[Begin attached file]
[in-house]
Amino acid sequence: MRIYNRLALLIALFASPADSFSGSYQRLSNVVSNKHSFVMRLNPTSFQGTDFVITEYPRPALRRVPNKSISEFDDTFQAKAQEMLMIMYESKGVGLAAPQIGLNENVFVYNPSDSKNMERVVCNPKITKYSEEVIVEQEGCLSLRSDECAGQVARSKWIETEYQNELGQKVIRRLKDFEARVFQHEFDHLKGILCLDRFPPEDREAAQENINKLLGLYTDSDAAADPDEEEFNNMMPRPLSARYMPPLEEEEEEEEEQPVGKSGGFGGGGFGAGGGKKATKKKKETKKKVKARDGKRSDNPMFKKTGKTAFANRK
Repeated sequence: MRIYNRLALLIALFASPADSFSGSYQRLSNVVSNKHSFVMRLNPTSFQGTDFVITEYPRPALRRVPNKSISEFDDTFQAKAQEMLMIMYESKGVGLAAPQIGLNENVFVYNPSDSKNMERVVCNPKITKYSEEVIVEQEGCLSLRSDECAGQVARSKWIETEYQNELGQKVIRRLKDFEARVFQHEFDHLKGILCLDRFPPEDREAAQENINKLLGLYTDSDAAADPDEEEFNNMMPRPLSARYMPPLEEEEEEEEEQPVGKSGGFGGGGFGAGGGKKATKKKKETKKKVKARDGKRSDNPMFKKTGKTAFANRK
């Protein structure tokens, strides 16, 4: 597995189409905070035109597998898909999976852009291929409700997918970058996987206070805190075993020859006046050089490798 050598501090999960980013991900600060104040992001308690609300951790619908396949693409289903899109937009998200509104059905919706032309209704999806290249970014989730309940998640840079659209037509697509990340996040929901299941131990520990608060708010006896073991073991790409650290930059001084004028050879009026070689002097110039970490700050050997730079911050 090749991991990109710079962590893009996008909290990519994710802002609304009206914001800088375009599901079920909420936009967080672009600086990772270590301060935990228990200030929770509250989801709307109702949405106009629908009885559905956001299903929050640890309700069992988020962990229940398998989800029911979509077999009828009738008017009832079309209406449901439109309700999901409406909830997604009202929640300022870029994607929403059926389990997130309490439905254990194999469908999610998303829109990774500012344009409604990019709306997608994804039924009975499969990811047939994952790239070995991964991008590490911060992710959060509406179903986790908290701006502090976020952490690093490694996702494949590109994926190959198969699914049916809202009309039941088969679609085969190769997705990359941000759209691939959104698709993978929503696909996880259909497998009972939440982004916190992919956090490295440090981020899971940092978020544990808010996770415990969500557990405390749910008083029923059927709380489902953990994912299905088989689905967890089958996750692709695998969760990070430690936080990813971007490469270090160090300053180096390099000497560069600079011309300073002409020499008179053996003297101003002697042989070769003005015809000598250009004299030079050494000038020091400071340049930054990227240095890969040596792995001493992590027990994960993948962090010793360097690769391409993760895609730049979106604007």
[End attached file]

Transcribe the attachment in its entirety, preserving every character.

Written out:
[in-house]
Amino acid sequence: MRIYNRLALLIALFASPADSFSGSYQRLSNVVSNKHSFVMRLNPTSFQGTDFVITEYPRPALRRVPNKSISEFDDTFQAKAQEMLMIMYESKGVGLAAPQIGLNENVFVYNPSDSKNMERVVCNPKITKYSEEVIVEQEGCLSLRSDECAGQVARSKWIETEYQNELGQKVIRRLKDFEARVFQHEFDHLKGILCLDRFPPEDREAAQENINKLLGLYTDSDAAADPDEEEFNNMMPRPLSARYMPPLEEEEEEEEEQPVGKSGGFGGGGFGAGGGKKATKKKKETKKKVKARDGKRSDNPMFKKTGKTAFANRK
Repeated sequence: MRIYNRLALLIALFASPADSFSGSYQRLSNVVSNKHSFVMRLNPTSFQGTDFVITEYPRPALRRVPNKSISEFDDTFQAKAQEMLMIMYESKGVGLAAPQIGLNENVFVYNPSDSKNMERVVCNPKITKYSEEVIVEQEGCLSLRSDECAGQVARSKWIETEYQNELGQKVIRRLKDFEARVFQHEFDHLKGILCLDRFPPEDREAAQENINKLLGLYTDSDAAADPDEEEFNNMMPRPLSARYMPPLEEEEEEEEEQPVGKSGGFGGGGFGAGGGKKATKKKKETKKKVKARDGKRSDNPMFKKTGKTAFANRK
């Protein structure tokens, strides 16, 4: 597995189409905070035109597998898909999976852009291929409700997918970058996987206070805190075993020859006046050089490798 050598501090999960980013991900600060104040992001308690609300951790619908396949693409289903899109937009998200509104059905919706032309209704999806290249970014989730309940998640840079659209037509697509990340996040929901299941131990520990608060708010006896073991073991790409650290930059001084004028050879009026070689002097110039970490700050050997730079911050 090749991991990109710079962590893009996008909290990519994710802002609304009206914001800088375009599901079920909420936009967080672009600086990772270590301060935990228990200030929770509250989801709307109702949405106009629908009885559905956001299903929050640890309700069992988020962990229940398998989800029911979509077999009828009738008017009832079309209406449901439109309700999901409406909830997604009202929640300022870029994607929403059926389990997130309490439905254990194999469908999610998303829109990774500012344009409604990019709306997608994804039924009975499969990811047939994952790239070995991964991008590490911060992710959060509406179903986790908290701006502090976020952490690093490694996702494949590109994926190959198969699914049916809202009309039941088969679609085969190769997705990359941000759209691939959104698709993978929503696909996880259909497998009972939440982004916190992919956090490295440090981020899971940092978020544990808010996770415990969500557990405390749910008083029923059927709380489902953990994912299905088989689905967890089958996750692709695998969760990070430690936080990813971007490469270090160090300053180096390099000497560069600079011309300073002409020499008179053996003297101003002697042989070769003005015809000598250009004299030079050494000038020091400071340049930054990227240095890969040596792995001493992590027990994960993948962090010793360097690769391409993760895609730049979106604007």